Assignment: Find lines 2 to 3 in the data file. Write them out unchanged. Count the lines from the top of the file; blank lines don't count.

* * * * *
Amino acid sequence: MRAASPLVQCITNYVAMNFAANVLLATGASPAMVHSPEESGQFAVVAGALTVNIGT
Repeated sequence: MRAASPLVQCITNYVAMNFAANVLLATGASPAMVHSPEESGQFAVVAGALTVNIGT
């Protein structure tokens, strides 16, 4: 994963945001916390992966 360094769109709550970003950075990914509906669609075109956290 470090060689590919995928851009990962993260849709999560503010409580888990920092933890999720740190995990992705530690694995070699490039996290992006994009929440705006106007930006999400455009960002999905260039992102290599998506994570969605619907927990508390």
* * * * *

Repeated sequence: MRAASPLVQCITNYVAMNFAANVLLATGASPAMVHSPEESGQFAVVAGALTVNIGT
């Protein structure tokens, strides 16, 4: 994963945001916390992966 360094769109709550970003950075990914509906669609075109956290 470090060689590919995928851009990962993260849709999560503010409580888990920092933890999720740190995990992705530690694995070699490039996290992006994009929440705006106007930006999400455009960002999905260039992102290599998506994570969605619907927990508390």